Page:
I have travelled to the northwest of Western Australia and have seen ghost gums in the morning light. It is an extraordinary sight. There is life and there is light. Namatjira has captured the complexity and simplicity of these eucalypts: the trees blooming in the outback. Like Richards’ work, there are no flowers, yet the flowers are there:  from the imagined strokes taken by Namatjira: the light brush strokes, silver on grey, white on light, sunlight on shadow. There is silver here but there is gold, the golden eye of Namatjira; his unique way of seeing; of bringing the desert to life. 

I remember driving one September morning on the Great Northern Highway between Kununurra and Wyndham and the trees, the ghost gums, along the highway beside me were, essentially, a Namatjira painting. I held my breath. To view these trees in morning light is a sight not easily forgotten. Namatjira captures this light, pens it, so to speak, watercolour on paper: ghost gums and mountain ranges in all their timelessness.  Mount Sonder in the MacDonnell ranges is a vista particularly overwhelming at daybreak or in the superb frame of evening. In this way, through simplicity and colour, dark and light, sheen so overwhelming, Namatjira brings the desert scene back to a coastal and international audience.

To view a painting as the chiaroscuro of life within the realm of the camera: seemingly fixed yet flexible, that is the greatness of Namatjira. The movement is there, gentle breaths in and out, for like all of Namatjira’s paintings, Mount Sonder is a gentle landscape, and the bloom is there, too, like the bloom of Richards’ ‘Mission’ artwork: only hers in words and yet the colours bloom with horizon and story, (his) story and (her) story, separate yet together, transmuted in order for nature and art to speak for itself.

          outback driving   
          bloom of ghost gums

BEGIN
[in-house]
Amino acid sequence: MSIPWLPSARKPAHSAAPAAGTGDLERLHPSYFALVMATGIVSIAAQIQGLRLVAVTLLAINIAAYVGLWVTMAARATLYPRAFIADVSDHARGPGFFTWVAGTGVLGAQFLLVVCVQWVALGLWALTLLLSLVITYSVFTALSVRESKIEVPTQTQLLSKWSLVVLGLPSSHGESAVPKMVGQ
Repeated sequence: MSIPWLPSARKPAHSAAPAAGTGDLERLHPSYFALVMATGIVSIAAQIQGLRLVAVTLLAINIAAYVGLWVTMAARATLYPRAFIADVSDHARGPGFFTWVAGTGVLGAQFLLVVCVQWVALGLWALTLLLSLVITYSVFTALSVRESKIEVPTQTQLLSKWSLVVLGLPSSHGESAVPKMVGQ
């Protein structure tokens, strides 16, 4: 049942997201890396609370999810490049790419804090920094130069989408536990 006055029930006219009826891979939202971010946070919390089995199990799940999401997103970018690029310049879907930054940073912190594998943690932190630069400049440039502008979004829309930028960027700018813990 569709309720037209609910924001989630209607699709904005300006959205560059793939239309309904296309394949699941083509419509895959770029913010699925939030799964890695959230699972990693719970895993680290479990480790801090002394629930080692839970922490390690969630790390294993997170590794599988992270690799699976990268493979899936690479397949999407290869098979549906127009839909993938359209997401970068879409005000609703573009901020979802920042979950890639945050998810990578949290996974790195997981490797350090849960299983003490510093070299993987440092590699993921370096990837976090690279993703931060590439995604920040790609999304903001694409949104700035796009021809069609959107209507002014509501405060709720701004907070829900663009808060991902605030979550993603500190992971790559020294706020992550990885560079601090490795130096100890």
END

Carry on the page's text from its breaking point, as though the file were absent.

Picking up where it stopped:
follow the road beside me

Although Namatjira’s Mt. Sonder, MacDonnell Ranges, (c 1955) does not clearly denote ghost gums, they are there, an imprint of his vision, in his commitment to story, the story of country, coupled with the soft hue of mauve and distilled blue of the MacDonnell Ranges. In the foreground, the afternoon glow of the landscape, in the shadow of trees, dark now, silhouette memories of a recollected time. 

Namatjira’s camera eye view encompasses the whole scene to frame the story: trees, rocks, hillside and plateau belong in his mind’s eye. He employs a photographer’s eye to capture the light, the landscape, the story, to frame and balance the picture within the containment of its canvas.  Namatjira died in 1959. 

June Walkutjukurr Richards’ and Albert (Elea) Namatjira’s mission lives helped shape them and enabled and highlighted their commitment to culture and to cultural understanding, their story, their passion, their country:  the country of generations of their ancestors exposed, to keep knowledge for those who came after. For art has a layering effect: layer-upon-layer of texture, culture, beliefs. What these artists have done is drawn from both inside and outside the perceived lines of light; Richards with space, seemingly endless space, though at first an apparent nothingness, yet all her story is here: boxed, packaged and signed with her initials: J.R. In this way she highlights her country’s timelessness, so full of her past. What more is there to say, she may well ask? Time is her tool for understanding. Namatjira, however, with his innate knowledge of country, trees, mountain, colour, shadow and sheen, allows the landscape, the trees to speak for him as he speaks for them in his art. And although there are no flowers in his chosen space and light, he knows the flowers are there and will return to bloom in their own season.


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Thursday, 9 April, 2020 8:39 AM